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Shark Identification Guide

A guide to some sharks commonly caught in coastal waters.



Mako Shark

Isurus oxyrinchus



The Mako shark is a prized gamefish because of its propensity to jump out of the water in the heat of battle. Its large, ghostly, black eyes and protruding teeth are its trademark. The Mako also sports a pointed nose and darker colors on the upper part of the body. Maximum size - 12 feet.

Bull Shark

Carcharhinus leucas



The Bull shark is a heavy bodied shark common in inland bays and along coastlines. Known to swim up rivers and survive in freshwater. It is grayish/brown in color. Younger specimens tend to be gray with brown becoming more noticeable as the shark ages. Younger sharks will have a more distinguished black outline to the tail fin. The nose is stubby and blunt. Grows up to 12 feet.

Tiger Shark

Galeocerdo cuvieri



Few have not heard of the fierce Tiger shark. Easily identified by the tiger-stripe pattern on its gray sides and its square nose. Grows up to 20 feet.

Lemon Shark

Negaprion brevirostris



The Lemon shark is a yellow/brown to gray shark that is easily identified by its nearly identical dorsal fins. The rear fin is only slightly smaller than the forward fin. Grows up to 11 feet.

Blacktip Shark

Carcharhinus limbatus





The Blacktip shark is commonly caught in shallow as well as deeper offshore waters. It is identified by the black tips of its fins. It also has a faint white streak coming from belly up onto sides. It is almost identical to the Spinner shark, but is differentiated by its larger eyes and lack of black markings on the anal fin. Grows to a length of 8 feet.

Atlantic Sharpnose Shark

Rhizoprionodon terraenovae





The Atlantic Sharpnose shark is a smaller species found in the Northwestern Atlantic South to the Gulf of Mexico. Body is gray with distinctive lighter splotches or spots at random locations on sides. The effect is gives the appeance that drops of bleach were dripped on the shark's side creating lighter spots. Grows to a length of 4 feet.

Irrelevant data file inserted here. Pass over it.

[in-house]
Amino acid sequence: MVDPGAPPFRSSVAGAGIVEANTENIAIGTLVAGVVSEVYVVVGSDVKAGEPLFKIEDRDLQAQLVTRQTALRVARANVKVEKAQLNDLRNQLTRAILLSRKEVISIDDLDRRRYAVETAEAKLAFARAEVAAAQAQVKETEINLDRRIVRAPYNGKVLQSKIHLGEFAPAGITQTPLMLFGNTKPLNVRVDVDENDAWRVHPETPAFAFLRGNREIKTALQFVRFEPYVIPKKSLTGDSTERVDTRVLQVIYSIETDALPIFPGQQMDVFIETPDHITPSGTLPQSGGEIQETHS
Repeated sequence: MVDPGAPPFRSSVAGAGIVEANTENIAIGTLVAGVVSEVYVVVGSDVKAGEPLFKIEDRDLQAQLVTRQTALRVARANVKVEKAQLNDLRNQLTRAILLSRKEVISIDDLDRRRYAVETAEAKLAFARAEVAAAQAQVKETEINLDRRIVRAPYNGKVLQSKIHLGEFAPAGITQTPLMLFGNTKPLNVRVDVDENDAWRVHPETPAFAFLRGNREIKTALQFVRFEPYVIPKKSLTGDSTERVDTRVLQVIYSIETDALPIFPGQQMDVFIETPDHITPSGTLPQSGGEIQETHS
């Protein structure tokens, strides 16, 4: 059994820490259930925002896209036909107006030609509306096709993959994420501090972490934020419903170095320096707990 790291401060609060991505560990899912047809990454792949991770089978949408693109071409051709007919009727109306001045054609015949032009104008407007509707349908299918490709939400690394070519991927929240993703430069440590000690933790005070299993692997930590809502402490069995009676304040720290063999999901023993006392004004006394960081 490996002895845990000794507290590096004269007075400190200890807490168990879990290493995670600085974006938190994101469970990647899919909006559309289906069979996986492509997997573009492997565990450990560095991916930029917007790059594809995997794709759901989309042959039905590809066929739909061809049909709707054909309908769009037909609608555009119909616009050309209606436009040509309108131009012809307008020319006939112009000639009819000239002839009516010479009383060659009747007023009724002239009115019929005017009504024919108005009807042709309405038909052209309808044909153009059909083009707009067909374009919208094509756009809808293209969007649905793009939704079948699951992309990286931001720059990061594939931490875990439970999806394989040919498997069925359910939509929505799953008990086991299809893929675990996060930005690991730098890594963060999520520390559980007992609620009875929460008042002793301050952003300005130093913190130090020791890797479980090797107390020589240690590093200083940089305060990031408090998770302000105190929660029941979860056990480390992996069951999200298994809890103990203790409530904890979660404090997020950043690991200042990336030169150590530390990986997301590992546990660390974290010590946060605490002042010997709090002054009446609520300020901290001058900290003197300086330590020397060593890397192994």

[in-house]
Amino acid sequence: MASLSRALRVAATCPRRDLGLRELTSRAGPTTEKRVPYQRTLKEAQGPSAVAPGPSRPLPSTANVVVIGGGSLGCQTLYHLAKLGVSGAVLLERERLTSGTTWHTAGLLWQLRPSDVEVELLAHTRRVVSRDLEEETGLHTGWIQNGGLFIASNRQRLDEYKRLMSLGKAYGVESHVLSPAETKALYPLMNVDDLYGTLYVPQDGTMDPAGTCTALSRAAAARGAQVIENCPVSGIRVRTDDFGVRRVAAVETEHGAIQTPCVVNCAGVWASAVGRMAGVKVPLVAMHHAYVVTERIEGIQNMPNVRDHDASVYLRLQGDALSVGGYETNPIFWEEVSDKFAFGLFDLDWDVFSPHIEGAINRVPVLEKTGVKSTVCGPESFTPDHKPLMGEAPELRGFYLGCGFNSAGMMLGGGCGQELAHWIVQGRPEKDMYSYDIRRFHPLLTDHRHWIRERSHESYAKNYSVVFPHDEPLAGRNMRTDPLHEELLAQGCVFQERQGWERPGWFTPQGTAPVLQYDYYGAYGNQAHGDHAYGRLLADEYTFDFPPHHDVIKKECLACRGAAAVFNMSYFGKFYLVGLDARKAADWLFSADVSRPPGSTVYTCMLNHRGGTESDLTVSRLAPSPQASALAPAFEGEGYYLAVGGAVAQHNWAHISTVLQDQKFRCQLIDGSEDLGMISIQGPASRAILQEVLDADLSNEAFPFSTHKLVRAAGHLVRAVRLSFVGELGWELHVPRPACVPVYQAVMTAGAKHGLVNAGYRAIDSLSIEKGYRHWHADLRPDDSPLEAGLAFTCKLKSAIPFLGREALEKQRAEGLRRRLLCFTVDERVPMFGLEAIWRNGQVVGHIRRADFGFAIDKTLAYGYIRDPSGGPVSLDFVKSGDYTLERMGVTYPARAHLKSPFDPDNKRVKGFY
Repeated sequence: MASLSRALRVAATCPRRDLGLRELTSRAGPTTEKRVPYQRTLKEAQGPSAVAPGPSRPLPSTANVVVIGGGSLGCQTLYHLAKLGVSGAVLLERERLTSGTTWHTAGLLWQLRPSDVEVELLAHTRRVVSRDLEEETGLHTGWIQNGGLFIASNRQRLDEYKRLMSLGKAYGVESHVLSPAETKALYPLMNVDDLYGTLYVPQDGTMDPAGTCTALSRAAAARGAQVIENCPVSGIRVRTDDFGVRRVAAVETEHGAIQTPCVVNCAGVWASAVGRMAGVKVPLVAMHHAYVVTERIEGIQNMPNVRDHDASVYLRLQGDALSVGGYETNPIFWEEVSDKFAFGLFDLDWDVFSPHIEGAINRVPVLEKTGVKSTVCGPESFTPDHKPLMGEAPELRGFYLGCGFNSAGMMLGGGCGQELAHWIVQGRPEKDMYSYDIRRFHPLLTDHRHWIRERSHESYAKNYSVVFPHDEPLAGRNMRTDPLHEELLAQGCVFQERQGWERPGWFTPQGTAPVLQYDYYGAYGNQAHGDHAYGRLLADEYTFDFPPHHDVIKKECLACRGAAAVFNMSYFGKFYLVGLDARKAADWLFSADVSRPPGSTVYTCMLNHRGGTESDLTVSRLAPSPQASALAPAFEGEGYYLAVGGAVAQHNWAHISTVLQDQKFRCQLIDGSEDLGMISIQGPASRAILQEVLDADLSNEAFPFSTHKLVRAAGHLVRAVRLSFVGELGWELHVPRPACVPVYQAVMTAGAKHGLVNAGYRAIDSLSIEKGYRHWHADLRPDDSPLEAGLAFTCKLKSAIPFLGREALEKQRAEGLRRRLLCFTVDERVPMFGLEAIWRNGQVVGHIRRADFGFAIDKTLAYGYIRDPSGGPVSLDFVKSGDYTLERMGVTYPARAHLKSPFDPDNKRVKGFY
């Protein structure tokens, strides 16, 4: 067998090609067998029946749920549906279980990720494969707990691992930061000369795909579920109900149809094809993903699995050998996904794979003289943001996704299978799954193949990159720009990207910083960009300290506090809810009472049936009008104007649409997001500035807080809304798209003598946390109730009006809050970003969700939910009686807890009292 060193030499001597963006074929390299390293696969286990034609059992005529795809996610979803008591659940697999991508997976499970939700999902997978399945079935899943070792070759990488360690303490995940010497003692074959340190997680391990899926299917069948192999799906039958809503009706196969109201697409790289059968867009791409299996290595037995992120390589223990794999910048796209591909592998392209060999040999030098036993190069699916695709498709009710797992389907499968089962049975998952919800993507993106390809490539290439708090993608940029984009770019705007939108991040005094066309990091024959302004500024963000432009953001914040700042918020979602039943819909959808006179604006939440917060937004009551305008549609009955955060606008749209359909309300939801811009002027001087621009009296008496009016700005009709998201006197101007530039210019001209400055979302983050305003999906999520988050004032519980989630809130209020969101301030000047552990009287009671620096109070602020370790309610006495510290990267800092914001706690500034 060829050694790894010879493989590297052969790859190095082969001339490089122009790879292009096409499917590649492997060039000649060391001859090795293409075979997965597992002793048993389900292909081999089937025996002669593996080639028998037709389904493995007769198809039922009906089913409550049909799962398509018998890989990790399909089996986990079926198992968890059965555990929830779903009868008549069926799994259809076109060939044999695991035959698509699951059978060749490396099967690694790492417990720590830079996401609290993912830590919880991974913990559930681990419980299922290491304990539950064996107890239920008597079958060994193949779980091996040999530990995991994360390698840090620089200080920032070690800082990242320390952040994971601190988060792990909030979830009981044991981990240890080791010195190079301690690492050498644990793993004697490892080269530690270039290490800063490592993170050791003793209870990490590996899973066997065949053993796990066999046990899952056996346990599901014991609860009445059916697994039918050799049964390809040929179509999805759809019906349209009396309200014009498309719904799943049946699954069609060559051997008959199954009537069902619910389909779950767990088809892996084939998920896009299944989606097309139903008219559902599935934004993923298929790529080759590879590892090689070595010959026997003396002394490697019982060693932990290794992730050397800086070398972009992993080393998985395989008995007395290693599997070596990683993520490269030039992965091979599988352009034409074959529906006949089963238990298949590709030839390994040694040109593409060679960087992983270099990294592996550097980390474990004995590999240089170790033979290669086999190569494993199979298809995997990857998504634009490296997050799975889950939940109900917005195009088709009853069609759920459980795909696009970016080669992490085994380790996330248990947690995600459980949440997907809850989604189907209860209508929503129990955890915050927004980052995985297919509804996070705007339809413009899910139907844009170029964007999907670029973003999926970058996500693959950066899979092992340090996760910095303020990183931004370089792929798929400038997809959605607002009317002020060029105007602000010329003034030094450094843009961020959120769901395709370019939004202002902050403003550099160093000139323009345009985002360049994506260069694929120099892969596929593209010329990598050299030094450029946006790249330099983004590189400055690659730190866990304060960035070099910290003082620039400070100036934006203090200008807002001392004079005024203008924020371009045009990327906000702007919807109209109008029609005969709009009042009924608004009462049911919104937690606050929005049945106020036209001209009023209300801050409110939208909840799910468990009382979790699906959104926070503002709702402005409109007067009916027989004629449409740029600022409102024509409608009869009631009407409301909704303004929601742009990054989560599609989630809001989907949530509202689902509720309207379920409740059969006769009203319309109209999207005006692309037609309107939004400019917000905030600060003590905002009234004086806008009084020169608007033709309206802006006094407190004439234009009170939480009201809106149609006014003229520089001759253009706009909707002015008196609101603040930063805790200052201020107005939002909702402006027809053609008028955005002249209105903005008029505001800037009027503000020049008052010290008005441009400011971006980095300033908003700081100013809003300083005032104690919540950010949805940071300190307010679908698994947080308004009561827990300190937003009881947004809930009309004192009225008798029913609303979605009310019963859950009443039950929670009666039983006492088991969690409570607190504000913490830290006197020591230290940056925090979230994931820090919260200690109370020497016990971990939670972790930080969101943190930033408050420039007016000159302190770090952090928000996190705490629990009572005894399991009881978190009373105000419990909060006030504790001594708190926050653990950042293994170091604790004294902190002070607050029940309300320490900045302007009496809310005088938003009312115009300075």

Sandbar Shark

Carcharhinus plumbeus



A medium sized shark found in tropical waters world wide. Sandbar sharks are relatively heavy bodied sharks that range from blue to gray to brown in color. Their disctinctive feature is a very large, triangular dorsal fin. The dorsal fin is much larger in proportion to the body than in other sharks. Grows to a length of 8 feet.

Sand Tiger Shark

Odontaspis taurus



A medium to large sized shark that is found from Brazil to Maine including the Gulf of Mexico. It is more common along the northeastern coast of the United States. This shark looks intimidating with its heavy body and many rows of snarled teeth. Has been known to attack man. Grows to a length of 10 feet.

Scalloped Hammerhead Shark

Sphyrna lewini



One of several species of hammerhead shark. The differences between the several species of hammerhead shark are subtle, but they are easy to identify with their large, hammer shaped head. The only shark that looks similar is the bonnethead shark (Sphyrma tiburo) which has a similarly shaped head which is only half as wide. Known to attack humans. They grow to a length of 14 feet.